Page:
Monday, March 22, 2010

Beef Bourguignon

My wife is a talented chef. I may be biased, but her education, awards and client list would lend credence to my opinion. In order to try and be a better cook I asked her, "What makes a bad cook?"

     She thought for a while then said, "Being sloppy. By that I mean not taking your time, working too quickly and trying to take shortcuts."

     Beef bourguignon is one of those dishes that demands time, attention and will not tolerate shortcuts. Braising takes time, especially if you are dealing with chuck or any stew meat.

     This dish took me over 3 hours to prep and cook, but I enjoyed it. I listened to Devo, sang along like a loon, enjoyed the smells of the kitchen and was happy doing my own thing in my own space.

     I borrowed from Ina Garten, Julia Child and a man from France who suggested the brandy reduction. This recipe produced 3 quarts and was served on a bed of mashed potatoes. While good the next day, it did not match the out of control goodness fresh from the pot.

Beef Bourguignon

1 tablespoon good olive oil
1 bottle red wine
1/5 cup brandy
3 pounds lean chuck cut into 1" to 1.5" cubes
6 to 8 ounces thick cut bacon, diced
Kosher salt
Freshly ground black pepper
2 teaspoons chopped garlic
2 carrots, cut diagonally into 1" pieces
1 yellow onion, sliced
16-25 ounces brown beef stock
1 tablespoon tomato paste
1 teaspoon fresh thyme leaves
12-14 small onions, halved (white boiling will do nicely)
1 bay leaf
1 sprig rosemary
4 tablespoons unsalted butter, divided
3 tablespoons all purpose flour
1 pound mushrooms, stems removed, thickly sliced
Italian parsley for garnish

1. Preheat the oven to 250 degrees F.

2. Heat the olive oil in a 4 1/2 quart Le Creuset or dutch oven. Add the bacon and cook over medium heat for 10 minutes, stirring occasionally, until the bacon is lightly browned. Remove the bacon with a slotted spoon to a plate.

3. Dry the beef cubes with paper towels and then sprinkle them with salt and pepper. In batches in single layers, sear the beef in the hot oil for 3 to 5 minutes, turning to brown on all sides. (see notes) Remove the seared cubes to the plate with the bacon and continue searing until all the beef is browned. Set aside.

4. Toss the carrots, and onions, 1 tablespoon of salt and 2 teaspoons of pepper in the fat in the pot and cook for 10 to 15 minutes, stirring occasionally, until the onions are lightly browned.

5. Add the garlic and cook for 1 more minute.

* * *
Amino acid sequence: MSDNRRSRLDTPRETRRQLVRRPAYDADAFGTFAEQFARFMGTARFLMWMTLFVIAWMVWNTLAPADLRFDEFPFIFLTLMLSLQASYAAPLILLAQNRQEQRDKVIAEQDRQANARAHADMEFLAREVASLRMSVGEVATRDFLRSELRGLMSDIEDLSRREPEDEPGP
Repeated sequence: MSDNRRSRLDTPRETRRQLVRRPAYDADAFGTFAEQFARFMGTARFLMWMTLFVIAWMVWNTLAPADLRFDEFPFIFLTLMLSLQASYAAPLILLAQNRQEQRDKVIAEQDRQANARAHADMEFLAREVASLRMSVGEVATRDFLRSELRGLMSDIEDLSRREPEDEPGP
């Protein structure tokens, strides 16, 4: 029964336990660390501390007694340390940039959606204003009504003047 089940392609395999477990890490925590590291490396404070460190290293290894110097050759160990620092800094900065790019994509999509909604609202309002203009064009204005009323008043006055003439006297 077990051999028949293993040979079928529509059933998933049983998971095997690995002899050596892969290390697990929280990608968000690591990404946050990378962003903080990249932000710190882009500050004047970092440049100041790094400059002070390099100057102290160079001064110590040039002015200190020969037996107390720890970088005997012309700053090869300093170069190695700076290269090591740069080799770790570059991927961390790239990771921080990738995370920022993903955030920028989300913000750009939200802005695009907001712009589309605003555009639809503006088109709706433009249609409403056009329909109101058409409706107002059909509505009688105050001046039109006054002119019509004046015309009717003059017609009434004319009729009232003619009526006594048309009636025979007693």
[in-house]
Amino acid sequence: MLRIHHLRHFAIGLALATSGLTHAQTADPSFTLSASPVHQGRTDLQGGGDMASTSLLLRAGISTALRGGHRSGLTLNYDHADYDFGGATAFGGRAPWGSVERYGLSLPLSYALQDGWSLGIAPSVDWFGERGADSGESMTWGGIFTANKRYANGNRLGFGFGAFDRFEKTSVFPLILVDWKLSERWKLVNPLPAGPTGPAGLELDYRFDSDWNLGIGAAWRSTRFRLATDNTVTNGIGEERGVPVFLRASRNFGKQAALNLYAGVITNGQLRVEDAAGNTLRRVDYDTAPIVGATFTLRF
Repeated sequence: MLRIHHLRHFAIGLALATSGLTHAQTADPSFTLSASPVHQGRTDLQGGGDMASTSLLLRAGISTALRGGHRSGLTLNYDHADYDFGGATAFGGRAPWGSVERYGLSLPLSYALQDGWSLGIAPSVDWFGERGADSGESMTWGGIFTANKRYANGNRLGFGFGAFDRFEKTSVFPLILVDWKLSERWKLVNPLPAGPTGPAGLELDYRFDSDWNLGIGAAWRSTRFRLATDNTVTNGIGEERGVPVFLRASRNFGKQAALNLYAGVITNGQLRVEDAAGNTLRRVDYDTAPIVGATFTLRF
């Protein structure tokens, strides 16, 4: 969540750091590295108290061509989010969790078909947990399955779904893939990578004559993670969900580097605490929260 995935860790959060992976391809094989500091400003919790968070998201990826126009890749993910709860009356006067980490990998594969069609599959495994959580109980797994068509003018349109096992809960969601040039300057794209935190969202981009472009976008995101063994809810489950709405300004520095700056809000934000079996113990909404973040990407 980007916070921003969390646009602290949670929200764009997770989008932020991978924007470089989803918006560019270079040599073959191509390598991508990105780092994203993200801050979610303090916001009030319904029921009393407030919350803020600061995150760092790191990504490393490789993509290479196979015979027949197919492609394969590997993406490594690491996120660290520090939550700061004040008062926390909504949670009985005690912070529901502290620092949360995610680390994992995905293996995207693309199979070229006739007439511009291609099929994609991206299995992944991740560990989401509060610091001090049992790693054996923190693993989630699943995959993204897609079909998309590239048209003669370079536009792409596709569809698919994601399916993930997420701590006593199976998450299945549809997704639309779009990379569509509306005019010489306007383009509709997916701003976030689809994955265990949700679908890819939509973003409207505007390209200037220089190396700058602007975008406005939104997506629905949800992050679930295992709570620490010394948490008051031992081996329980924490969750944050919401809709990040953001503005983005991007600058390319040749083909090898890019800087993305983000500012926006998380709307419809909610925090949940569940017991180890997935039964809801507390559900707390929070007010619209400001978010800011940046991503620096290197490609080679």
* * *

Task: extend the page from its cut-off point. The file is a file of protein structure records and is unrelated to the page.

6. Add 1/2 cup brandy and cook until reduced by one half.

7. Put the meat and bacon back into the pot with the juices. Add about 1/2 to 2/3 of the bottle of wine plus enough beef broth to just cover the meat. Add the tomato paste, thyme, bay leaf and rosemary. Bring to a simmer, cover the pot with the lid and place in the oven for 2 1/2 hours.

8. About 15 minutes before the pot comes out of the oven, saute the mushrooms in 2 tablespoons of butter for 10 minutes until lightly browned. Reserve.

9. Next, melt 2 tablespoons of butter under medium-low heat and slowly whisk in the flour until you have a white roux.

10. Remove the pot from the oven, place on the stove and slowly add the roux to the stew and stir slowly. Add the mushrooms and onions. Bring the stew to a simmer for 15 minutes. Season to taste.

11. Serve on a bed of mashed potatoes and garnish with chopped Italian parsley.

When searing the beef, do not cover the entire bottom of the the pot. You will lose heat and the beef will not sear. Also, be sure to drain off most of the fat after each batch. Drain the fat into a small bowl and reserve. If you do not do this, fluid will gather and you will be braising and the Maillard Reaction will not occur. When done searing the beef, add any fat you drained back into the pot.

     Also, be sure to wipe the side of the pot after you drain it between batches. The last thing you need is for some grease to drip into the the burner and ignite!


  1. Dude, Thanx for this Delightful post..

  2. Thank you for the kind words, laddie. However, you are a most talented cook in your own right. This was incredibly delicious! Clean plates all around. And those mmmmasterful mashed Yukon Gold mashed potatoes...

  3. There is a puddle of droll on my desk in front of me. What's your favorite olive oil for cooking (as opposed to salad, bread, etc)?

  4. Thanks, man. :) This is one of those dishes that really rewards patience.

    I wish I had an exciting answer regarding the olive oil. I tend to use a first cold press extra virgin olive oil from Whole Foods that's a good all around oil. My wife is a chef, so I tend to raid whatever she has brought home from the market. Heh.

  5. Thanks, man. It was pretty good. Time intensive, but worth the effort. sometimes you see recipes for this dish calling for less that 2.5 hours of braising. I have no idea what that's about.